Buckwheat Zydeco playing on the main stage at the 2006 Festival International de Louisiane.
|Stanley Joseph Dural, Jr.|
November 14, 1947|
Lafayette, Louisiana, U.S.
September 24, 2016 (aged 68)|
Lafayette, Louisiana, U.S.
Stanley Joseph Dural, Jr. (November 14, 1947 %u2013 September 24, 2016), better known by his stage name Buckwheat Zydeco, was an American accordionist and zydeco musician. He was one of the few zydeco artists to achieve mainstream success. His music group was formally billed as Buckwheat Zydeco and Ils Sont Partis Band, but they often performed as merely Buckwheat Zydeco.
The New York Times said: "Stanley 'Buckwheat' Dural leads one of the best bands in America. A down-home and high-powered celebration, meaty and muscular with a fine-tuned sense of dynamics...propulsive rhythms, incendiary performances."USA Today called him "a zydeco trailblazer." Buckwheat Zydeco performed with a large number of famous musicians from Eric Clapton (with whom he also recorded) and U2 to the Boston Pops. The band performed at the closing ceremonies of the 1996 Summer Olympics to a worldwide audience of three billion people. Buckwheat performed for President Clinton twice, celebrating both of his inaugurations. The band appeared on the Late Show with David Letterman, CNN, The Today Show, MTV, NBC News, CBS Morning News, National Public Radio's Mountain Stage, and Late Night with Jimmy Fallon.
Dural was born in Lafayette, Louisiana as one of 13 children he had six brothers and six sisters. As a 5-years-old boy, he worked on a farm picking cotton. He acquired his nickname as a youth, because, with his braided hair, he looked like the character Buckwheat from Our Gang/The Little Rascals movies. His father, a farmer, was an accomplished amateur traditional Creole accordion player, but young Dural preferred listening to and playing rhythm and blues.
In 1971, he founded Buckwheat & the Hitchhikers, a funk band that he led for five years before switching to zydeco. They were a local sensation and found success with the single, "It's Hard To Get," recorded for a local Louisiana-based label.
He began backing Clifton Chenier, one of the most legendary zydeco performers. Though not a traditional zydeco fan when growing up, Buckwheat accepted an invitation in 1976 to join Clifton Chenier's Red Hot Louisiana Band as organist. He quickly discovered the popularity of zydeco music, and noted the effect the music had on the audience. "Everywhere, people young and old just loved zydeco music," Dural says. "I had so much fun playing that first night with Clifton. We played for four hours and I wasn't ready to quit."
Dural's relationship with Chenier led him to take up the accordion in 1978. After practicing for a year, he felt ready to start his own band under the name Buckwheat Zydeco. They debuted with One for the Road in 1979 on the Blues Unlimited label and then recorded for New Orleans' Black Top label. In 1983, they were nominated for a Grammy Award for Turning Point and in 1985 for Waitin' For My Ya Ya after switching to the Rounder Records label. The band then signed to Island Records, becoming the first zydeco act on a major label, and released On a Night Like This, a critically acclaimed album that was nominated for a Grammy as well. The band appeared in the movie The Big Easy in 1987.
In 1988, Eric Clapton invited the band to open his North American tour as well as his 12-night stand at London's Royal Albert Hall. Buckwheat subsequently shared stages and/or recording with Keith Richards, Robert Plant, Willie Nelson, Mavis Staples, David Hidalgo, Dwight Yoakam, Paul Simon, Ry Cooder, the Cherry Poppin' Daddies and many others, including indie music band Yo La Tengo on the soundtrack of the Bob Dylan bio-pic, I'm Not There. His music has been featured in films including The Waterboy, The Big Easy, Fletch Lives and Hard Target. BET's show Comic View, used his live version of "What You Gonna Do?" as theme music for the program's 10th anniversary "Pardi Gras" season. He also wrote and performed the theme music for the PBS television series Pierre Franey's Cooking In America. Buckwheat won an Emmy for his music in the CBS TV movie, Pistol Pete: The Life And Times Of Pete Maravich.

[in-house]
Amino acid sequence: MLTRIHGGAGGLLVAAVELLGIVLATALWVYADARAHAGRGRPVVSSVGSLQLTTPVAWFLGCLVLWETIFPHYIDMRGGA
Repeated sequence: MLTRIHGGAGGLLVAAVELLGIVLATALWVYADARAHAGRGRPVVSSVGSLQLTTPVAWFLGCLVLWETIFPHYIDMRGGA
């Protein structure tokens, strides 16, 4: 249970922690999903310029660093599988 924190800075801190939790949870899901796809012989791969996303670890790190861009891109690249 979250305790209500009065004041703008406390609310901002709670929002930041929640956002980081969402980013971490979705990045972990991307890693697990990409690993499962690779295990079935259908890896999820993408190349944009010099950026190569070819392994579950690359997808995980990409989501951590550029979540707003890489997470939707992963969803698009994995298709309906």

Buckwheat Zydeco played many major music festivals, including the New Orleans Jazz & Heritage Festival (numerous times), Chicago Blues Festival, Newport Folk Festival, Summerfest, San Diego Street Scene, Bumbershoot, Montreux Jazz Festival, the Voodoo Experience, and countless others.
During the 1990s and early 2000s Buckwheat recorded for his own Tomorrow Recordings label and maintained an extensive touring schedule. Buckwheat Zydeco's last album, Lay Your Burden Down, was released on May 5, 2009 on the Alligator Records label. It was produced by Steve Berlin of Los Lobos and included guest appearances by guitarists Warren Haynes and Sonny Landreth, Trombone Shorty, JJ Grey and Berlin himself. The album was nominated for a Grammy Award. Sonicboomers.com says, "The CD is a vastly entertaining and appealingly diverse package. Bandleader Dural remains an ever-engaging vocalist and a whiz on any keyboard he touches. So, for Buckwheat Zydeco fans, Lay Your Burden Down finds the maestro and his group near the top of their form. For listeners with less interest in the ol' accordion get-down, the collection supplies enough interesting wrinkles to get the good times rolling."
Buckwheat Zydeco's version of the classic "Cryin' in the Streets" appears on the benefit album for Hurricane Katrina recovery, Our New Orleans: A Benefit Album for the Gulf Coast. His version of Memphis Minnie and Kansas Joe McCoy's "When the Levee Breaks" appeared on 2011's Alligator Records 40th Anniversary Collection. It originally appeared on the 2009 Buckwheat Zydeco album Lay Your Burden Down.